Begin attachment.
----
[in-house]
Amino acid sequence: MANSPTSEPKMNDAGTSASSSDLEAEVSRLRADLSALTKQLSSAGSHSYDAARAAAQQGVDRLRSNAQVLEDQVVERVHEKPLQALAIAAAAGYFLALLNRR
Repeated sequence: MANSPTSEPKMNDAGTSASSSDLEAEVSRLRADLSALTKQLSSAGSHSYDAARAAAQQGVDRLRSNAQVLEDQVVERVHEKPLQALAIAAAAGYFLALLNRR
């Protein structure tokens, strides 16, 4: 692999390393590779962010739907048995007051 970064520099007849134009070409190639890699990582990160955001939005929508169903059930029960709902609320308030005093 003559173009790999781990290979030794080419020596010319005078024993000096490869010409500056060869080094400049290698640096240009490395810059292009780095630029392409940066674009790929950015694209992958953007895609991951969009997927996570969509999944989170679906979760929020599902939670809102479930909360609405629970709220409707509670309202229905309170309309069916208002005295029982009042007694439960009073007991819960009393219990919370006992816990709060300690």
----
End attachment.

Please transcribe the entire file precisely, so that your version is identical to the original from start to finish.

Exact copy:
[in-house]
Amino acid sequence: MANSPTSEPKMNDAGTSASSSDLEAEVSRLRADLSALTKQLSSAGSHSYDAARAAAQQGVDRLRSNAQVLEDQVVERVHEKPLQALAIAAAAGYFLALLNRR
Repeated sequence: MANSPTSEPKMNDAGTSASSSDLEAEVSRLRADLSALTKQLSSAGSHSYDAARAAAQQGVDRLRSNAQVLEDQVVERVHEKPLQALAIAAAAGYFLALLNRR
């Protein structure tokens, strides 16, 4: 692999390393590779962010739907048995007051 970064520099007849134009070409190639890699990582990160955001939005929508169903059930029960709902609320308030005093 003559173009790999781990290979030794080419020596010319005078024993000096490869010409500056060869080094400049290698640096240009490395810059292009780095630029392409940066674009790929950015694209992958953007895609991951969009997927996570969509999944989170679906979760929020599902939670809102479930909360609405629970709220409707509670309202229905309170309309069916208002005295029982009042007694439960009073007991819960009393219990919370006992816990709060300690």